This is a collection of pages on the theme of color vision. As it is unusual in several respects I feel a short introduction will be useful.

I am by training a research psychologist with a long affection for biology and astronomy; I have extensive experience with a variety of statistical models and research paradigms; I enjoy the menial and subtle tasks of writing.

I began these pages as an offshoot of my study of watercolor painting, which exposed me to the dogmatic catechism of artists' color theory. It was perplexing and frustrating for me to discover that most "color theory" ideas are based, through a process of almost verbatim transmission, on 18th century nonsense: "color theory" is not a theory but a fable, and not really about color but about hue. This launched me on the inquiry to get to the bottom of things and to post what I learned here.

I recently conceded to myself that these pages are not suited to artistic issues and, as part of a watercolor painting site, were miscategorized by search engines. So I have brought them together under a new index and directory to make more explicit their fundamentally technical nature. (The many links remain to art materials and pages better classified as color theory.)

The vast literature on color vision is veined throughout by a variety of very different disciplines, and the phenomena of color are subtle, evasive, and deceptive. (It is suggestive, I think, that two among the greatest scientific minds, Newton and Maxwell, turned their attention to color primarily to describe it more clearly.) Because of this complexity, color vision is rarely discussed as a holistic sensory experience, in terms of the shape and logic that contains it and makes it dynamic.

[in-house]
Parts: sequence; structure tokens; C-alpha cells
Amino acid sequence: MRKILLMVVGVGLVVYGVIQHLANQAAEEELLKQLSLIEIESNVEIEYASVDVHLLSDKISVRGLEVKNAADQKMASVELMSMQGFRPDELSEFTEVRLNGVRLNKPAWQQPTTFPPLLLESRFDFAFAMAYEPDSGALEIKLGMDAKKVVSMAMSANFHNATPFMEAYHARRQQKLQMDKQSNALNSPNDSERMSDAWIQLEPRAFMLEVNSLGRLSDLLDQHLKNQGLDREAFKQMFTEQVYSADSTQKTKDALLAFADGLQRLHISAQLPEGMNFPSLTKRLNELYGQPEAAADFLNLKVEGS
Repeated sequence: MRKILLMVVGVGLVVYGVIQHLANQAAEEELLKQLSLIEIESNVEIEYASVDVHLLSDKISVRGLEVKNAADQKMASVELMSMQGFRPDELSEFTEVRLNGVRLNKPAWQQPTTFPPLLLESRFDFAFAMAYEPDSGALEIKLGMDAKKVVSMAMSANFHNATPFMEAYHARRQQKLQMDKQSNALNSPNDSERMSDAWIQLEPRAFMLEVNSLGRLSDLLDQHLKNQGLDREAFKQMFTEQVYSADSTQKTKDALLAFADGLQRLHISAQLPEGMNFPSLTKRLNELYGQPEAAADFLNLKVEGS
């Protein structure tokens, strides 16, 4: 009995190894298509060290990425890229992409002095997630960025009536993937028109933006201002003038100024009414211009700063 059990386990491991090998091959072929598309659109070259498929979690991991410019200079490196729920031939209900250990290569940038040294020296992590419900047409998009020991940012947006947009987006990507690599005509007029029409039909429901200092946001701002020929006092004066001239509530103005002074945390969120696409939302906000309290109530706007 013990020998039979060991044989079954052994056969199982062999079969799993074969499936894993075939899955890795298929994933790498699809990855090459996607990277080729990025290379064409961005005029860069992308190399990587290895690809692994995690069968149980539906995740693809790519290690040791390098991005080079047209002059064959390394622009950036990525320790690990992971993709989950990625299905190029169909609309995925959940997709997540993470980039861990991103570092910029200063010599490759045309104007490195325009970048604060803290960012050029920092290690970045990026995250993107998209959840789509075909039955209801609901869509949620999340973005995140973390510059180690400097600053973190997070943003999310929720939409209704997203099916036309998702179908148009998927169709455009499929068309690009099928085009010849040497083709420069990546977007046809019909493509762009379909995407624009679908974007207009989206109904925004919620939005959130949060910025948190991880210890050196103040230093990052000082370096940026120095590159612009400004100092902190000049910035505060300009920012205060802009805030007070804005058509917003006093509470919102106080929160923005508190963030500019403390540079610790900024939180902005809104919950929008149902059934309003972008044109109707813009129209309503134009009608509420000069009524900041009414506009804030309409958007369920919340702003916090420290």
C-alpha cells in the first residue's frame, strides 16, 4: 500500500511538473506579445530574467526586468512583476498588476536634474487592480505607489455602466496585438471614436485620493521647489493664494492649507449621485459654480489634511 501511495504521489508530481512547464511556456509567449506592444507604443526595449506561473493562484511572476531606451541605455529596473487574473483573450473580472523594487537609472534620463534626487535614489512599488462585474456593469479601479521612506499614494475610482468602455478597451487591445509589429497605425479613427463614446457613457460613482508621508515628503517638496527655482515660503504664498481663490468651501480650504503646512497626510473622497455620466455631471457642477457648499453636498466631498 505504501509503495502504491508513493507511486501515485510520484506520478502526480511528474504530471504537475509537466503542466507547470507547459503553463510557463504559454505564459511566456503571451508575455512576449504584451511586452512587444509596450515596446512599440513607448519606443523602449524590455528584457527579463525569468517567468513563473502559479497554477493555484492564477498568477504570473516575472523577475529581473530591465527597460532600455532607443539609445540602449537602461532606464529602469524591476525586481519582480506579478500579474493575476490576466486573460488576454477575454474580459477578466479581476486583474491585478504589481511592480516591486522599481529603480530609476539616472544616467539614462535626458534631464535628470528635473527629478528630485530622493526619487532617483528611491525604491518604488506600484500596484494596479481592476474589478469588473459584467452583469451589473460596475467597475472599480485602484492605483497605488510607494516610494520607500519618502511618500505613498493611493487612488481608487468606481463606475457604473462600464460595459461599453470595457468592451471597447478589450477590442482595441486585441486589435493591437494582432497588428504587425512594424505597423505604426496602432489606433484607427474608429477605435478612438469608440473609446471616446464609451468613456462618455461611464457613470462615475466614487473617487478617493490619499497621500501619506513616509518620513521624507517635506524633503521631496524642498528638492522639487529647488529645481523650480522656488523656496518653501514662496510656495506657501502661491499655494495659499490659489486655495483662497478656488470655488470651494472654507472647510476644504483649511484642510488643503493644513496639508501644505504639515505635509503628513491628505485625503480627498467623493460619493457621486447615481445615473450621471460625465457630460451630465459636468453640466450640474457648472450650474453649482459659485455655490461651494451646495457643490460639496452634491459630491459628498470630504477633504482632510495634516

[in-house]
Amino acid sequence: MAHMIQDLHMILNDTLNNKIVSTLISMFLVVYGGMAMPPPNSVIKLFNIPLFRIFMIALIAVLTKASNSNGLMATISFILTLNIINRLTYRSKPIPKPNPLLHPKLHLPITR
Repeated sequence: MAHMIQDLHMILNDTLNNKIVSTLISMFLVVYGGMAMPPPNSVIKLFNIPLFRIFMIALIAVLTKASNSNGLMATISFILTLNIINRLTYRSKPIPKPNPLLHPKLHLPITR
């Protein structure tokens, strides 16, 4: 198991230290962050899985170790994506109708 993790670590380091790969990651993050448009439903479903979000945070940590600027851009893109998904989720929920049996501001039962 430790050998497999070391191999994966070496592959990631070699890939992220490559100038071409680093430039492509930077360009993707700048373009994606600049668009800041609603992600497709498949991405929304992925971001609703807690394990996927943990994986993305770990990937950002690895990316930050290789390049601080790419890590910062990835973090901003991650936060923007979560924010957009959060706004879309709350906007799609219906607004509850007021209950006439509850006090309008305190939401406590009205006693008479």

This narrative would be of great interest both to artists and laypeople, if anyone were knowledgeable and perceptive enough to write it all down; most of the color literature is divided into thin strands that are each intensely dyed in detail and procedure, and painsmaking is the only word to describe the task of weaving them back together.

At the same time (as Goethe understood), color traces the full arc of our consciousness, from sensory transduction to thought and language; and (as Goethe attests) color is an irresistible seduction for cranks and dilettantes of every persuasion. I take it as a sign of partial affirmation that the site receives a lot of daily traffic; but it's also a signal of the site's shortcomings that vision scientists link to it by mentioning its artistic point of view and artists link it by mentioning its scientific tone.

Every preface contains a confession, so here's mine. My aim was to examine color as a facet of human nature — the more artistic and subjective side of human nature — and to explore both the geometrical logic and sensual mystery of our visual experience. To that end I gave an account of color's sensory shape, judgmental basis and dynamic adaptability that includes research and artistic content. I am aware of having jumped into deep water and swum against strong currents, but I can only say that errors and omissions are mine to confess and yours to beware.

I have made the unscholarly choice not to footnote every fact or assertion. But I have gone to great pains to ensure accuracy, to cite authors and publication dates for all images, and to list all important and sufficient sources as endnotes to each page or content section.

Among my most avid fans are retired academics, technocrats and scientists who have taken up painting as an autumn leisure. I have learned much from their adulatory, corrective and sometimes scolding input, and I am happy to have found an audience suited to my tale.

They make me confident that readers who want to be informed and who are not deterred by the density of the presentation will already know enough, or have common sense enough, to read the site wisely. My fondest wish is that some few will be inspired to write of color vision with an eye to the total experience — sensual, judgmental and dynamic — that has languished behind centuries of misconception, abstraction and specialization.



Last revised 08.01.2005 • © 2005 Bruce MacEvoy